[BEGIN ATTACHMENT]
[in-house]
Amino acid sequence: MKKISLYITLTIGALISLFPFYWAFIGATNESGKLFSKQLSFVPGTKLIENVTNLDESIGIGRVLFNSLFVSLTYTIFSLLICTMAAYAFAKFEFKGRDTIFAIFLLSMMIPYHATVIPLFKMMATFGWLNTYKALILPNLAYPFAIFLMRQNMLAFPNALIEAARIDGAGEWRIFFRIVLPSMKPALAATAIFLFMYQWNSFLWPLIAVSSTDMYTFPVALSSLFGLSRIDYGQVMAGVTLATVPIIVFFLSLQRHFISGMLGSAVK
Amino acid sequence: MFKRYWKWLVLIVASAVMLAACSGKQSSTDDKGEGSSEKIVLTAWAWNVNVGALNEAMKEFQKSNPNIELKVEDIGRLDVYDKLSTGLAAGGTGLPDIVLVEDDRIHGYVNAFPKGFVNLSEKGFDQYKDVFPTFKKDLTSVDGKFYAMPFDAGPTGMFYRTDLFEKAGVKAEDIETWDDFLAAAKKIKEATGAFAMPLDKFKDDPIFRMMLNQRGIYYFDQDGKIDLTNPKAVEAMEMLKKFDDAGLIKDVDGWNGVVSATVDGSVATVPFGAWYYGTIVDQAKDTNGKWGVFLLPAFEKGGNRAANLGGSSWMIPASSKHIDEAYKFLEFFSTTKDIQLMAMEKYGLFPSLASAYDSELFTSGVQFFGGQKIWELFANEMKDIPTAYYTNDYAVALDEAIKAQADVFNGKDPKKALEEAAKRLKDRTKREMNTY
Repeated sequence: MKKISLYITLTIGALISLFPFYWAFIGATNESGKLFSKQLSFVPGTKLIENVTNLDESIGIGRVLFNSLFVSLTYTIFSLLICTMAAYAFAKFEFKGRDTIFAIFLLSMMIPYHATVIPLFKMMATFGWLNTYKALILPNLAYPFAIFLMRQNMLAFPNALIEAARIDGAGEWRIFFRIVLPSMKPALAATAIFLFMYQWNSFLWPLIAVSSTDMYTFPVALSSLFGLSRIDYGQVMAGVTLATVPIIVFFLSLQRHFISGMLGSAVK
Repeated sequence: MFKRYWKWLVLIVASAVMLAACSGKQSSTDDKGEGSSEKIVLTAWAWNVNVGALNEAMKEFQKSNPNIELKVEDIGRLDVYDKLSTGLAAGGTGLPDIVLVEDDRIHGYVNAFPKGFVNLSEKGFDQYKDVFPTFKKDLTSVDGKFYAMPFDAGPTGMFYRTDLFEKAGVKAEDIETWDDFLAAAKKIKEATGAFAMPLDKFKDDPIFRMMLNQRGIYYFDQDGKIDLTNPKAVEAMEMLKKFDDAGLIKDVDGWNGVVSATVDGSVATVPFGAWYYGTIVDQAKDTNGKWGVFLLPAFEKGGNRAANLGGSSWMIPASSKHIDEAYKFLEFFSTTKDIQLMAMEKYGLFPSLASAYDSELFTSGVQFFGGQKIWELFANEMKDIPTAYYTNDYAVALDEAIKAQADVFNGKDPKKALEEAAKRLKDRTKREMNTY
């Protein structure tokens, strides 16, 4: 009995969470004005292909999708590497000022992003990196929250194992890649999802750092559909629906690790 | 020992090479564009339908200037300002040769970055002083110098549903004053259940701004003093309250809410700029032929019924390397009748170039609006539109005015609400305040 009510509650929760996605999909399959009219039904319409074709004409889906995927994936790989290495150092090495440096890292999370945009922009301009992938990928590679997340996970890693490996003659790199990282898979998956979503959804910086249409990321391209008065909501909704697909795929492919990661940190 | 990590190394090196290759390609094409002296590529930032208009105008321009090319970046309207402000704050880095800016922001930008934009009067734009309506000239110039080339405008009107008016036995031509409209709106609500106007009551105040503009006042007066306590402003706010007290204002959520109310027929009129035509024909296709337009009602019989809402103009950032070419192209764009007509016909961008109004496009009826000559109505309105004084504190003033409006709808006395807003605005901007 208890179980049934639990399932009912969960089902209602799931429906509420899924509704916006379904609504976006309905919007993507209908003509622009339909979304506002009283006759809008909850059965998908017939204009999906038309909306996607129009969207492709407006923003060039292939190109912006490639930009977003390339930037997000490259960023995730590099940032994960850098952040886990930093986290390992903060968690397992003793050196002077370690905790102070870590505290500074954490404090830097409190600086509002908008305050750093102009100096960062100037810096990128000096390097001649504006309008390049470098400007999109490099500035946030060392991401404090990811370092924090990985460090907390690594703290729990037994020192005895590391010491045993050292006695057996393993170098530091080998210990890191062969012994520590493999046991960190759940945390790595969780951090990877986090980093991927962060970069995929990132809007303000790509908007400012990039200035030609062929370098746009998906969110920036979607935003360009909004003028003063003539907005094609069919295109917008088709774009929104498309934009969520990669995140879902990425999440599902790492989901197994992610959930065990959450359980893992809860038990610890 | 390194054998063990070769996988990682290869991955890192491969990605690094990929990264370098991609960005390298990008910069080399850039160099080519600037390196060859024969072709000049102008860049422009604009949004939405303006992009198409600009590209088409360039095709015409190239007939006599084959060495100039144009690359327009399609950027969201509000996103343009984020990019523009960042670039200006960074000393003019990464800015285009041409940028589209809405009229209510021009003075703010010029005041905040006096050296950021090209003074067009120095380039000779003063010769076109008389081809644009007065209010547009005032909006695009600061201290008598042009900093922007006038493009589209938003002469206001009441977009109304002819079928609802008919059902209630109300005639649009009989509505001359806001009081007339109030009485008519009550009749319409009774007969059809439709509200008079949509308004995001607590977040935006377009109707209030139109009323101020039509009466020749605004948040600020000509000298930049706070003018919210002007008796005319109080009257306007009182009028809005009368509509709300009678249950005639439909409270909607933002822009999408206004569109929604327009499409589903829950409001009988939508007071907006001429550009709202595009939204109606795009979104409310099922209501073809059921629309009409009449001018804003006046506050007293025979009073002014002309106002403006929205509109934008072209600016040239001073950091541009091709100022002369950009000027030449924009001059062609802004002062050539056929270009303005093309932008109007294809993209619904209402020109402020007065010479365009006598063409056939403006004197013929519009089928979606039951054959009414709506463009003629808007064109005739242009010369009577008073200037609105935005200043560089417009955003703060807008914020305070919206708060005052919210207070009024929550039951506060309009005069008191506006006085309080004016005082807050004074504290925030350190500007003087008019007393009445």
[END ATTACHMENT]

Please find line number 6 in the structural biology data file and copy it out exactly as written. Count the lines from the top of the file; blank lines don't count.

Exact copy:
């Protein structure tokens, strides 16, 4: 009995969470004005292909999708590497000022992003990196929250194992890649999802750092559909629906690790 | 020992090479564009339908200037300002040769970055002083110098549903004053259940701004003093309250809410700029032929019924390397009748170039609006539109005015609400305040 009510509650929760996605999909399959009219039904319409074709004409889906995927994936790989290495150092090495440096890292999370945009922009301009992938990928590679997340996970890693490996003659790199990282898979998956979503959804910086249409990321391209008065909501909704697909795929492919990661940190 | 990590190394090196290759390609094409002296590529930032208009105008321009090319970046309207402000704050880095800016922001930008934009009067734009309506000239110039080339405008009107008016036995031509409209709106609500106007009551105040503009006042007066306590402003706010007290204002959520109310027929009129035509024909296709337009009602019989809402103009950032070419192209764009007509016909961008109004496009009826000559109505309105004084504190003033409006709808006395807003605005901007 208890179980049934639990399932009912969960089902209602799931429906509420899924509704916006379904609504976006309905919007993507209908003509622009339909979304506002009283006759809008909850059965998908017939204009999906038309909306996607129009969207492709407006923003060039292939190109912006490639930009977003390339930037997000490259960023995730590099940032994960850098952040886990930093986290390992903060968690397992003793050196002077370690905790102070870590505290500074954490404090830097409190600086509002908008305050750093102009100096960062100037810096990128000096390097001649504006309008390049470098400007999109490099500035946030060392991401404090990811370092924090990985460090907390690594703290729990037994020192005895590391010491045993050292006695057996393993170098530091080998210990890191062969012994520590493999046991960190759940945390790595969780951090990877986090980093991927962060970069995929990132809007303000790509908007400012990039200035030609062929370098746009998906969110920036979607935003360009909004003028003063003539907005094609069919295109917008088709774009929104498309934009969520990669995140879902990425999440599902790492989901197994992610959930065990959450359980893992809860038990610890 | 390194054998063990070769996988990682290869991955890192491969990605690094990929990264370098991609960005390298990008910069080399850039160099080519600037390196060859024969072709000049102008860049422009604009949004939405303006992009198409600009590209088409360039095709015409190239007939006599084959060495100039144009690359327009399609950027969201509000996103343009984020990019523009960042670039200006960074000393003019990464800015285009041409940028589209809405009229209510021009003075703010010029005041905040006096050296950021090209003074067009120095380039000779003063010769076109008389081809644009007065209010547009005032909006695009600061201290008598042009900093922007006038493009589209938003002469206001009441977009109304002819079928609802008919059902209630109300005639649009009989509505001359806001009081007339109030009485008519009550009749319409009774007969059809439709509200008079949509308004995001607590977040935006377009109707209030139109009323101020039509009466020749605004948040600020000509000298930049706070003018919210002007008796005319109080009257306007009182009028809005009368509509709300009678249950005639439909409270909607933002822009999408206004569109929604327009499409589903829950409001009988939508007071907006001429550009709202595009939204109606795009979104409310099922209501073809059921629309009409009449001018804003006046506050007293025979009073002014002309106002403006929205509109934008072209600016040239001073950091541009091709100022002369950009000027030449924009001059062609802004002062050539056929270009303005093309932008109007294809993209619904209402020109402020007065010479365009006598063409056939403006004197013929519009089928979606039951054959009414709506463009003629808007064109005739242009010369009577008073200037609105935005200043560089417009955003703060807008914020305070919206708060005052919210207070009024929550039951506060309009005069008191506006006085309080004016005082807050004074504290925030350190500007003087008019007393009445």